Li et al. found that exposure to landscape PM2.5 during pregnancy meant babies had lower birthweights on average, and also that more babies met the criteria for low birthweight and very low birthweight (Figure 1). The association was stronger for female babies, first-born babies, and babies born to unemployed mothers. Moreover, babies born to families that had already had children with low average birthweights were most at risk. Li et al. controlled for multiple factors that might have led to bias in their results, including maternal age, child sex, multiple births, non-landscape fire PM2.5, birth order, temperature, humidity, month and year of birth, and country. Much of the effect of landscape fire PM2.5 was found in Sub-Saharan Africa, where approximately half of the babies were born, suggesting that other factors may have larger contributions to lower birthweights in other regions.

Schematic representation of Li et al.'s findings.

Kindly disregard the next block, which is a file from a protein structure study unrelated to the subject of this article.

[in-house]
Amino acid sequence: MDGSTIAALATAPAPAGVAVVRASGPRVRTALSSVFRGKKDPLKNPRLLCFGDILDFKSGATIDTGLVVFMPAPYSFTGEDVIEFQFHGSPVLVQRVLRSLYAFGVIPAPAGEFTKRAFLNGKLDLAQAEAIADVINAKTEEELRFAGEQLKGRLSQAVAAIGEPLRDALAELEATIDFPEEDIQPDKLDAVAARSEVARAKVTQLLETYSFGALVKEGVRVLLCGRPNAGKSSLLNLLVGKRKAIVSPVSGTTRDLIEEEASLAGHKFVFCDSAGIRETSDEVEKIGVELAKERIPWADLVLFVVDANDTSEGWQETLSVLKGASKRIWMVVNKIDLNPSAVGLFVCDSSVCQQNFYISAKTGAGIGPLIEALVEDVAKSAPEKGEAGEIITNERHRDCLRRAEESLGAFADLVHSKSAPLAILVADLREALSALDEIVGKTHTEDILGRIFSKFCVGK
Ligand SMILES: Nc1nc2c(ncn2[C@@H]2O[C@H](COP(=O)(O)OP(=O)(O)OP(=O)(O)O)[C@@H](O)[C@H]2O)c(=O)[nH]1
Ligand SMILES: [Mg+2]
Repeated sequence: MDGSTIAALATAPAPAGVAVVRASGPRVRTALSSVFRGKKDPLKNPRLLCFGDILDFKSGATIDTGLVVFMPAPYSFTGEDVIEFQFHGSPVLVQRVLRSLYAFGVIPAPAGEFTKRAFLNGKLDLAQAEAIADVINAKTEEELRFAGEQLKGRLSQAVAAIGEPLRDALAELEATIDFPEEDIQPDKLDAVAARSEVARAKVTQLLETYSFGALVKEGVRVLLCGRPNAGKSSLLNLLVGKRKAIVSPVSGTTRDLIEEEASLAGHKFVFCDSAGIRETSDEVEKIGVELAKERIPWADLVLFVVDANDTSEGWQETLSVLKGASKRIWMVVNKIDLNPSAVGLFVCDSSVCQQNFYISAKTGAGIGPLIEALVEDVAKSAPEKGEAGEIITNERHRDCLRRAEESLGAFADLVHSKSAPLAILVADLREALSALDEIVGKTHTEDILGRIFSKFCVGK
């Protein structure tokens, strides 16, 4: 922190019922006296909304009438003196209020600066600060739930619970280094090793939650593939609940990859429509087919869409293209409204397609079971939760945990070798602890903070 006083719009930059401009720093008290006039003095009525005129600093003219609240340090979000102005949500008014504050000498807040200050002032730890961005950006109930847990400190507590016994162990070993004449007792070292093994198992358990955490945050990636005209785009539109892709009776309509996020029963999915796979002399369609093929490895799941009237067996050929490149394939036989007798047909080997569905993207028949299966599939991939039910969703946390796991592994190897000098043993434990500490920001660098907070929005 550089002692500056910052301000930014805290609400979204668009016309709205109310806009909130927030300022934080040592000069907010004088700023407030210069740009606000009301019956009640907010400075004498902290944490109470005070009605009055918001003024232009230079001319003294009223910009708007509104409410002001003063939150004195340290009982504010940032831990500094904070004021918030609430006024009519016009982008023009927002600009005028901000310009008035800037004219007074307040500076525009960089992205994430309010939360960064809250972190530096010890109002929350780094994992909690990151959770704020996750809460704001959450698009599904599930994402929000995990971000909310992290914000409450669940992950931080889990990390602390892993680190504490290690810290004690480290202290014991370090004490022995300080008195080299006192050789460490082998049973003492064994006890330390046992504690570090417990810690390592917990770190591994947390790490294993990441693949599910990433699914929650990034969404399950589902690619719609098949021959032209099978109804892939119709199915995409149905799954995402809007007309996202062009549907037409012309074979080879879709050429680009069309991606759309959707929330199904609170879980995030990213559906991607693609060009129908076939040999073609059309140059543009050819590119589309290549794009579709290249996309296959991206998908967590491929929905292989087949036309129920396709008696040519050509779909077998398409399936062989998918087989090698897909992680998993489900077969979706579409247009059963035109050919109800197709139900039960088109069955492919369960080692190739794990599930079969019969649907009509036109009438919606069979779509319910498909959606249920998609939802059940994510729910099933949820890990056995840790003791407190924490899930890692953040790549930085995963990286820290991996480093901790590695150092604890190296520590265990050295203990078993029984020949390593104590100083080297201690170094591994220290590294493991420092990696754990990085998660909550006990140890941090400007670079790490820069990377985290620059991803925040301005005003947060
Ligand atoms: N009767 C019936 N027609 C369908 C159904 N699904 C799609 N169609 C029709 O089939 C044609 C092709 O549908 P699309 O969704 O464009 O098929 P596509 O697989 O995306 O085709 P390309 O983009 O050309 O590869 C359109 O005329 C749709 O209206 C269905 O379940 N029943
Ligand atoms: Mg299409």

From the left, clockwise: (1) Landscape fires release particulate matter into the air, including particles measuring less than 2.5 microns in diameter (PM2.5). A magnifying glass shows how much smaller these particles are compared to the width of a strand of human hair (these particles are 2.5 microns or smaller; a hair is 60 microns) (2) Breathing in these tiny particles during pregnancy draws the particles deep into the lungs, where they lead to irritation and inflammation and enter the bloodstream affecting other organs, as well as the growing fetus. (3) When the baby is born, it weighs less than its siblings, who were exposed to lower levels of PM2.5 during pregnancy.

This study has many strengths, including a large study population, information on individual maternal characteristics, a sophisticated approach to assessing landscape fire PM2.5 exposure, and careful data analysis. The results are consistent with several smaller studies from high-income countries (Holstius et al., 2012; Cândido da Silva et al., 2014; Abdo et al., 2019). Perhaps the most impactful contribution of Li et al. is the focus on exposure to landscape fire PM2.5 in low and middle-income countries.